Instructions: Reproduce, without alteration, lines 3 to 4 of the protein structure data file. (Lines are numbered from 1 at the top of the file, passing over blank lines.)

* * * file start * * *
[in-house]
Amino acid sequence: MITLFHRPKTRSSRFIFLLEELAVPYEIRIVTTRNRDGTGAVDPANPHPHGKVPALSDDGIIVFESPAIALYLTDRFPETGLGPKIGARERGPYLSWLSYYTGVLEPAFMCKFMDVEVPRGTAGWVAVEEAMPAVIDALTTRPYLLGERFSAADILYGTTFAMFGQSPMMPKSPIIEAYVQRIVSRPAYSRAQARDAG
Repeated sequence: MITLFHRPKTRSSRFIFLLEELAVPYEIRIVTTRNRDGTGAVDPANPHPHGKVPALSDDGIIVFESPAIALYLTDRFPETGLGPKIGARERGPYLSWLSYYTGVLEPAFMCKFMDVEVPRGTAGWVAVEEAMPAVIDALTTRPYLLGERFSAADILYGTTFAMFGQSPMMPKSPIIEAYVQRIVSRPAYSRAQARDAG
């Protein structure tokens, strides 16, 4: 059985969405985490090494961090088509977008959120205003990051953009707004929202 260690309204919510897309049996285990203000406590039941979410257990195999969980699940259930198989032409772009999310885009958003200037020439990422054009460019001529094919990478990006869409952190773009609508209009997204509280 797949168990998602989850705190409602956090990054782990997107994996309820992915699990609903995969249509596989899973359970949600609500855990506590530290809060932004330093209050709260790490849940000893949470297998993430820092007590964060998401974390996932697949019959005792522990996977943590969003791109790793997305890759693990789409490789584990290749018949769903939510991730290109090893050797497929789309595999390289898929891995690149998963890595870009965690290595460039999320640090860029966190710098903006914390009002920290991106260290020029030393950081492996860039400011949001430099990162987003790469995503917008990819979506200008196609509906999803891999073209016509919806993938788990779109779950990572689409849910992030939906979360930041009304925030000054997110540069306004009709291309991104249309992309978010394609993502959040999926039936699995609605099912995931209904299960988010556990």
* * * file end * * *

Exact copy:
Repeated sequence: MITLFHRPKTRSSRFIFLLEELAVPYEIRIVTTRNRDGTGAVDPANPHPHGKVPALSDDGIIVFESPAIALYLTDRFPETGLGPKIGARERGPYLSWLSYYTGVLEPAFMCKFMDVEVPRGTAGWVAVEEAMPAVIDALTTRPYLLGERFSAADILYGTTFAMFGQSPMMPKSPIIEAYVQRIVSRPAYSRAQARDAG
């Protein structure tokens, strides 16, 4: 059985969405985490090494961090088509977008959120205003990051953009707004929202 260690309204919510897309049996285990203000406590039941979410257990195999969980699940259930198989032409772009999310885009958003200037020439990422054009460019001529094919990478990006869409952190773009609508209009997204509280 797949168990998602989850705190409602956090990054782990997107994996309820992915699990609903995969249509596989899973359970949600609500855990506590530290809060932004330093209050709260790490849940000893949470297998993430820092007590964060998401974390996932697949019959005792522990996977943590969003791109790793997305890759693990789409490789584990290749018949769903939510991730290109090893050797497929789309595999390289898929891995690149998963890595870009965690290595460039999320640090860029966190710098903006914390009002920290991106260290020029030393950081492996860039400011949001430099990162987003790469995503917008990819979506200008196609509906999803891999073209016509919806993938788990779109779950990572689409849910992030939906979360930041009304925030000054997110540069306004009709291309991104249309992309978010394609993502959040999926039936699995609605099912995931209904299960988010556990």